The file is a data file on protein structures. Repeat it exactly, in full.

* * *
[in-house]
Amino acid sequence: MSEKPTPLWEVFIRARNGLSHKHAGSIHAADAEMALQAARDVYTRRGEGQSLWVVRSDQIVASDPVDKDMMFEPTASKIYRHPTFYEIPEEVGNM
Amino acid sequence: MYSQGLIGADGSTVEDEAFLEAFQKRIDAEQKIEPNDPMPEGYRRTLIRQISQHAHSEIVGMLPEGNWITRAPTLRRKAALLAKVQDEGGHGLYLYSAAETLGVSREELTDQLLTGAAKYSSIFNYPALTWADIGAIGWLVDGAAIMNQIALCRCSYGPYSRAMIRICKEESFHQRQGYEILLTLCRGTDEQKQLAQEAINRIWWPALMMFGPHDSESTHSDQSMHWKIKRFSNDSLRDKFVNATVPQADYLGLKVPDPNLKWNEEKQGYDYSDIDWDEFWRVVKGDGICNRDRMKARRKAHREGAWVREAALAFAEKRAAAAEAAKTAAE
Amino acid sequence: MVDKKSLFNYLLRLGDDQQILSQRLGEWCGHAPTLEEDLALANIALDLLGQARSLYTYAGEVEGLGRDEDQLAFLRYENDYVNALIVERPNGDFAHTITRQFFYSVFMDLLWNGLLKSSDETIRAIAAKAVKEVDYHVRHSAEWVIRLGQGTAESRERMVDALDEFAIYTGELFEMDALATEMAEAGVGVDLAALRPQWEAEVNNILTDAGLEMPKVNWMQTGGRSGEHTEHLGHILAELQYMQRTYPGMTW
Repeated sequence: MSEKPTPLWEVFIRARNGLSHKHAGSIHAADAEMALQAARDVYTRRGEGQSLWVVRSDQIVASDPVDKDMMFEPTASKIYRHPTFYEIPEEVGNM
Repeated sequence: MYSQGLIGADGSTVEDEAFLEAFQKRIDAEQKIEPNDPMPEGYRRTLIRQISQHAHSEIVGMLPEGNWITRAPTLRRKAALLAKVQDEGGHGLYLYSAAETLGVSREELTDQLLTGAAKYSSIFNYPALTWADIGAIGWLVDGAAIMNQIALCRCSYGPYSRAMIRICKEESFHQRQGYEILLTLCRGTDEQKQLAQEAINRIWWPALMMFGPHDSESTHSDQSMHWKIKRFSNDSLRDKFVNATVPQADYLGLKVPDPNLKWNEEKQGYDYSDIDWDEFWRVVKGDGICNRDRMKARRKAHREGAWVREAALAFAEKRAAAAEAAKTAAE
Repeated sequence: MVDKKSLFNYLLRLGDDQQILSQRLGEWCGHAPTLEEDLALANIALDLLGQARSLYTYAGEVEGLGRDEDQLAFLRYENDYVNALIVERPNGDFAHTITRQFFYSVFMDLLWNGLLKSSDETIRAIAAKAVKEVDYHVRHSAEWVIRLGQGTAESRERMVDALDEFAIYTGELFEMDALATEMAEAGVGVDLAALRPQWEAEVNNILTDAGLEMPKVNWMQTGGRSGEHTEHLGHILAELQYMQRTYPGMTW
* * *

[in-house]
Amino acid sequence: MSEKPTPLWEVFIRARNGLSHKHAGSIHAADAEMALQAARDVYTRRGEGQSLWVVRSDQIVASDPVDKDMMFEPTASKIYRHPTFYEIPEEVGNM
Amino acid sequence: MYSQGLIGADGSTVEDEAFLEAFQKRIDAEQKIEPNDPMPEGYRRTLIRQISQHAHSEIVGMLPEGNWITRAPTLRRKAALLAKVQDEGGHGLYLYSAAETLGVSREELTDQLLTGAAKYSSIFNYPALTWADIGAIGWLVDGAAIMNQIALCRCSYGPYSRAMIRICKEESFHQRQGYEILLTLCRGTDEQKQLAQEAINRIWWPALMMFGPHDSESTHSDQSMHWKIKRFSNDSLRDKFVNATVPQADYLGLKVPDPNLKWNEEKQGYDYSDIDWDEFWRVVKGDGICNRDRMKARRKAHREGAWVREAALAFAEKRAAAAEAAKTAAE
Amino acid sequence: MVDKKSLFNYLLRLGDDQQILSQRLGEWCGHAPTLEEDLALANIALDLLGQARSLYTYAGEVEGLGRDEDQLAFLRYENDYVNALIVERPNGDFAHTITRQFFYSVFMDLLWNGLLKSSDETIRAIAAKAVKEVDYHVRHSAEWVIRLGQGTAESRERMVDALDEFAIYTGELFEMDALATEMAEAGVGVDLAALRPQWEAEVNNILTDAGLEMPKVNWMQTGGRSGEHTEHLGHILAELQYMQRTYPGMTW
Repeated sequence: MSEKPTPLWEVFIRARNGLSHKHAGSIHAADAEMALQAARDVYTRRGEGQSLWVVRSDQIVASDPVDKDMMFEPTASKIYRHPTFYEIPEEVGNM
Repeated sequence: MYSQGLIGADGSTVEDEAFLEAFQKRIDAEQKIEPNDPMPEGYRRTLIRQISQHAHSEIVGMLPEGNWITRAPTLRRKAALLAKVQDEGGHGLYLYSAAETLGVSREELTDQLLTGAAKYSSIFNYPALTWADIGAIGWLVDGAAIMNQIALCRCSYGPYSRAMIRICKEESFHQRQGYEILLTLCRGTDEQKQLAQEAINRIWWPALMMFGPHDSESTHSDQSMHWKIKRFSNDSLRDKFVNATVPQADYLGLKVPDPNLKWNEEKQGYDYSDIDWDEFWRVVKGDGICNRDRMKARRKAHREGAWVREAALAFAEKRAAAAEAAKTAAE
Repeated sequence: MVDKKSLFNYLLRLGDDQQILSQRLGEWCGHAPTLEEDLALANIALDLLGQARSLYTYAGEVEGLGRDEDQLAFLRYENDYVNALIVERPNGDFAHTITRQFFYSVFMDLLWNGLLKSSDETIRAIAAKAVKEVDYHVRHSAEWVIRLGQGTAESRERMVDALDEFAIYTGELFEMDALATEMAEAGVGVDLAALRPQWEAEVNNILTDAGLEMPKVNWMQTGGRSGEHTEHLGHILAELQYMQRTYPGMTW